Friday, March 23, 2012

Brace Yourself, It's a Gusher

This past week the weather in the City of Steel has been amazing. This spring feels like mid-summer, and as a result, there are lots of folks warming up to the idea of bicycle commuting. I have noticed more women on single speeds, more businessmen on road bikes, more goofy guys on department store mountain bikes and more smiles all around. Awesome. I feel strongly that reducing the number of trips in a car is important for all of us. I have been committed to this view for about the past 20 years. I encourage everyone I know to generally consider the state of our planet in everyday actions and personal transportation is a major component of that. I am not preachy, but I also try to encourage those around me to ride a bicycle more often. It is natural, then, with this amount of riding and talking about bicycles, that the subject of safety comes up. The uncomfortable reality is that most cyclists know someone who has been hit by a car, know someone who has been seriously injured or someone who has died. I don't want to be the person that other cyclists knew about.

I have only been hit on two occasions,in 1997 and 2003. I have been lucky. In both instances I was hit from behind, I was not injured in any way whatsoever, and I remained upright on my bicycle.

In Boulder, CO, riding on the shoulder of a high-volume but low speed road, a pickup truck passed closely on my left and the empty horse trailer being pulled behind it hit me. I swerved, startled, and dragged myself onto the curb uninjured. Years later, in Kingston, Jamaica, a motorcycle cop brushed me from behind while he made a dangerous pass in an intersection (the fact that the cop hit me, crashed his motorcycle, and spread himself out on the pavement, while I continued riding was a great source of chagrin for him). I rode over to where the cop was cussing, picking up scattered paperwork while his bike lay leaking on its side. Again I was unhurt, but the cop tried to make me give him some doctor money for what he thought was a broken finger. His finger did look a little crooked, but Kingston cops have their fingers dug so deep in everybody's pockets that there's no telling how straight it was before the crash.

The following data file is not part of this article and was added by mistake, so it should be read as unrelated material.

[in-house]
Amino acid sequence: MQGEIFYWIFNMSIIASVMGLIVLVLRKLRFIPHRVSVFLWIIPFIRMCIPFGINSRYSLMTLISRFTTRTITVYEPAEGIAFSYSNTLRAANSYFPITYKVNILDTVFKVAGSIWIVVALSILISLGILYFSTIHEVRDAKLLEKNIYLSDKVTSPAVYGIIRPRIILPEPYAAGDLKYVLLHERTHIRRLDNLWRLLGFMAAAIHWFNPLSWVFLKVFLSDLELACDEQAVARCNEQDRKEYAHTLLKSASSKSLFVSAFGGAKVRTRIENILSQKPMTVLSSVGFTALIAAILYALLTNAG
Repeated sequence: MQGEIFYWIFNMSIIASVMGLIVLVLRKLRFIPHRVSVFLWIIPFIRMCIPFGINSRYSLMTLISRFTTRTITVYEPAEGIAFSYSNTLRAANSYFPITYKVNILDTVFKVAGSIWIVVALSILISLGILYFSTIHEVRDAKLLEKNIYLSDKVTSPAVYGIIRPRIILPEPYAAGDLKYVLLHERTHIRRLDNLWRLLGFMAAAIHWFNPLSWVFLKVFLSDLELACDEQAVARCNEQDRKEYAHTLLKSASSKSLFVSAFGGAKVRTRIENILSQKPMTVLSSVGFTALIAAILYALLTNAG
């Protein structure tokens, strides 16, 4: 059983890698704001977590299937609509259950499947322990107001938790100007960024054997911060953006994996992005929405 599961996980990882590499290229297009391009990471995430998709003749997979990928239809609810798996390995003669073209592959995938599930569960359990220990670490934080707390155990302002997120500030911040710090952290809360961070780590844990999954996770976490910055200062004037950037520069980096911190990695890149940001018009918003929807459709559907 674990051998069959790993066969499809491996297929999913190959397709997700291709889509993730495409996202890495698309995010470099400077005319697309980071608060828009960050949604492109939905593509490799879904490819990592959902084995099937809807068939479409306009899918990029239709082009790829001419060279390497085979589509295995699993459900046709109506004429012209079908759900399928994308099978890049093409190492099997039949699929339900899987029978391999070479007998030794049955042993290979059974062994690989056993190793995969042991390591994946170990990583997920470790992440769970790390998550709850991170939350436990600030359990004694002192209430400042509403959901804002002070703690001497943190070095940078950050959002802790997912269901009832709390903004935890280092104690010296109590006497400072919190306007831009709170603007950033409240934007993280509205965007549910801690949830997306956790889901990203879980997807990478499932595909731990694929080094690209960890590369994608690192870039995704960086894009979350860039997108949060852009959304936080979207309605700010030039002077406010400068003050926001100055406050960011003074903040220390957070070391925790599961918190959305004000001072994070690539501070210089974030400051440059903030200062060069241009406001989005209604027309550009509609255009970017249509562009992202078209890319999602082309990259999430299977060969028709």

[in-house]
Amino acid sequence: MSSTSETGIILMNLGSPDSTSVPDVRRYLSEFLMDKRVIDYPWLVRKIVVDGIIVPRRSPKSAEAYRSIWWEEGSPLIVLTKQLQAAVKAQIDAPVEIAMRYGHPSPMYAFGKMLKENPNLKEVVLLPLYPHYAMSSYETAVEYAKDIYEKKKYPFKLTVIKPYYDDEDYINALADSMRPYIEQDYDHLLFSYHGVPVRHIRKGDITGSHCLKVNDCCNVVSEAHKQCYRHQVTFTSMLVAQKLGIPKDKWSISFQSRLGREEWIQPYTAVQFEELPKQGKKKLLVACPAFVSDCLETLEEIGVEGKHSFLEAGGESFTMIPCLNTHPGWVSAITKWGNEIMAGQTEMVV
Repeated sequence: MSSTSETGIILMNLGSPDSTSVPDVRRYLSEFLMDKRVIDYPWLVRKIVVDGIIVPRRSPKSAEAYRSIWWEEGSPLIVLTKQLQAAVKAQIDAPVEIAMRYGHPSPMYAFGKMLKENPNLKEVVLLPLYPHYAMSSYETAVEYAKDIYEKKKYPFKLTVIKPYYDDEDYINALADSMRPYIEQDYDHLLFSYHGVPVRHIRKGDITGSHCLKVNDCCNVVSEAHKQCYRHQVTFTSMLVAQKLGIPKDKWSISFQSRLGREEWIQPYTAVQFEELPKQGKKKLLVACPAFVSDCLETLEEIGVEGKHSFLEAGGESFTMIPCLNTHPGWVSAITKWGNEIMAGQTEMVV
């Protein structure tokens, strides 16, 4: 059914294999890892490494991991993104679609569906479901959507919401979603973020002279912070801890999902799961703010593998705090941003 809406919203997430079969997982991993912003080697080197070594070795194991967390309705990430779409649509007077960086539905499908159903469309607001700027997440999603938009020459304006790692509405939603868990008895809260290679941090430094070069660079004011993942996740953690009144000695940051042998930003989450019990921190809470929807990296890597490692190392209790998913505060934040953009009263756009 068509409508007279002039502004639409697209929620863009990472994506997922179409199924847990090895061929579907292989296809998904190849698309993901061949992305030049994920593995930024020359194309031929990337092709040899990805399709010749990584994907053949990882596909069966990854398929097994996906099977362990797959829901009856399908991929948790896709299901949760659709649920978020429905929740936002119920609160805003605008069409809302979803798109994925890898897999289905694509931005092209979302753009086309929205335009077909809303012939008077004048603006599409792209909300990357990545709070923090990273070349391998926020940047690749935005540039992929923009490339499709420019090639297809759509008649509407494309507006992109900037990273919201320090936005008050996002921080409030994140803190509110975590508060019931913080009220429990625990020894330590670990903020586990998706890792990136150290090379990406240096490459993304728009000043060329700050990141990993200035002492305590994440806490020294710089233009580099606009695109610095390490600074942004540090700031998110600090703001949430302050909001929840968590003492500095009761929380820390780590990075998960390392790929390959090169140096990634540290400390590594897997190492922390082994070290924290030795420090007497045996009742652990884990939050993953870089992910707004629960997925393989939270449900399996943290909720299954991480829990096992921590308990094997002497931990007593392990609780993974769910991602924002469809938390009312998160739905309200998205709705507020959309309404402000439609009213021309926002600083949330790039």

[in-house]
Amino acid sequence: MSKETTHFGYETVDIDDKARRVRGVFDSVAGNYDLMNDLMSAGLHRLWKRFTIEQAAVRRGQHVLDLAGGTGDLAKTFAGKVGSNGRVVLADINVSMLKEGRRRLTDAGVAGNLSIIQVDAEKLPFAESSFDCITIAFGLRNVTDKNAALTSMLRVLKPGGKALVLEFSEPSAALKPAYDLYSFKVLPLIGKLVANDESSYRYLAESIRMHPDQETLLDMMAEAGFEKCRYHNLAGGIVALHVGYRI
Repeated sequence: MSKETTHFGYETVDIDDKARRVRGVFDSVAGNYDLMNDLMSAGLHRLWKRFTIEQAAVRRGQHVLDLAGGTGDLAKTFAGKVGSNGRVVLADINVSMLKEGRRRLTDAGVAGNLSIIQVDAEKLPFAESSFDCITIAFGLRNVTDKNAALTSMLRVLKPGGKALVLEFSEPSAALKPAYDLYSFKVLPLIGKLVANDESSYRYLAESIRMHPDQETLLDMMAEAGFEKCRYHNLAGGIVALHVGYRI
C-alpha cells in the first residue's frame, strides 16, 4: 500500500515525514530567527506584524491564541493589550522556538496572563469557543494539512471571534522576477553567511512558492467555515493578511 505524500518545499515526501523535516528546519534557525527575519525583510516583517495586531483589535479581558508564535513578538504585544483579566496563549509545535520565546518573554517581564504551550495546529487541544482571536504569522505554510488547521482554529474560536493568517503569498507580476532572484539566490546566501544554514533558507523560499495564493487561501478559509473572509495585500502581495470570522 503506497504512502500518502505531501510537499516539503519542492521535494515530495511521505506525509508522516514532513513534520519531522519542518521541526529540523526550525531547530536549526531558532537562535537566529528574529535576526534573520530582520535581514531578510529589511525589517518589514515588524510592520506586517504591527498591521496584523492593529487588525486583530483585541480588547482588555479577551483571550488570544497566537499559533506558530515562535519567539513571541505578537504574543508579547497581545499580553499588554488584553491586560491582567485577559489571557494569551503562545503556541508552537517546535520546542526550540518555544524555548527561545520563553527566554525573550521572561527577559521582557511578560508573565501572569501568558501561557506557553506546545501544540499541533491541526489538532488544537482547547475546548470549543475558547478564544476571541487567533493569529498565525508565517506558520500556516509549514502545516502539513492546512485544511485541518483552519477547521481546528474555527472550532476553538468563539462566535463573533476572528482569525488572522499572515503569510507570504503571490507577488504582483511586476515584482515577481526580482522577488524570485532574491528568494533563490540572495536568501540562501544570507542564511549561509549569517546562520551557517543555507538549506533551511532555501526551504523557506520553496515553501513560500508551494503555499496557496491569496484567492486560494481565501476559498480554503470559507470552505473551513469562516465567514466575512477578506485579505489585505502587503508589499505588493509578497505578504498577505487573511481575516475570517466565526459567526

Anyway, both times I have been hit I have been riding on the verge on the pavement. That is to say that both times I have come close to disaster I was consciously trying to make myself small on the side of the road in order to allow vehicles the greatest amount of space to navigate around me. Now, anecdotal evidence is not usually convincing to me; but these cases have taught me a valuable lesson: it is often safer to take the lane. Bare the embarrassment of a honking or a tailgating driver, hold your bicycle in the center of the lane and continue riding until there is a safe opportunity to pull over and let the vehicles pass. Being a road-hogging jerk could save your life.

Speaking of saving lives, I snapped the image below on my commute.

I like to think that fire trucks, firemen, and even fire hydrants are doing doing their best to save lives on a daily basis. But after looking at this picture, you will have to make up your own mind if the fire hydrant planted in the middle of this driveway is helping to prevent an accident or simply waiting for one to happen.

If you ask me it's just a matter of time before someone leaving one of these houses backs out of the driveway and we end up with a version of this:

Have a great weekend everyone, if the warm weather doesn't put a smile on your face, then maybe taking up a whole lane for yourself will.

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